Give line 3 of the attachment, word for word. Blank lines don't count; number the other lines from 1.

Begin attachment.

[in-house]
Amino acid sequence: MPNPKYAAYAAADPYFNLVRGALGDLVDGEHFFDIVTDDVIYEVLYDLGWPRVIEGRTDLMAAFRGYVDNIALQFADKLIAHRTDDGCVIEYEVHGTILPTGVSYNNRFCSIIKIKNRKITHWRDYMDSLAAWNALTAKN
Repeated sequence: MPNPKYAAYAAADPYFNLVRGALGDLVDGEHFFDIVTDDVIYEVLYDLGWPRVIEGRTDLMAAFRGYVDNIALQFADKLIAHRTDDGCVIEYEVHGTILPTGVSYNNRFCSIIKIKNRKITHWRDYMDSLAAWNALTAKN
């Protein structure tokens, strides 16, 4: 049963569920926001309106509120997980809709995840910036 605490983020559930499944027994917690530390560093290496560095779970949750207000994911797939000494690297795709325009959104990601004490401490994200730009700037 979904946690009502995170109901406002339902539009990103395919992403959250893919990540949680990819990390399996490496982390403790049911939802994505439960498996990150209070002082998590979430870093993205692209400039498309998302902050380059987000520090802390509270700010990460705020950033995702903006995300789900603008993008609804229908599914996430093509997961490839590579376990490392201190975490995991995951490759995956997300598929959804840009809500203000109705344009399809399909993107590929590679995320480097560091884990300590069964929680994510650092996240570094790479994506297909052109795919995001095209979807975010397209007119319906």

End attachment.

Repeated sequence: MPNPKYAAYAAADPYFNLVRGALGDLVDGEHFFDIVTDDVIYEVLYDLGWPRVIEGRTDLMAAFRGYVDNIALQFADKLIAHRTDDGCVIEYEVHGTILPTGVSYNNRFCSIIKIKNRKITHWRDYMDSLAAWNALTAKN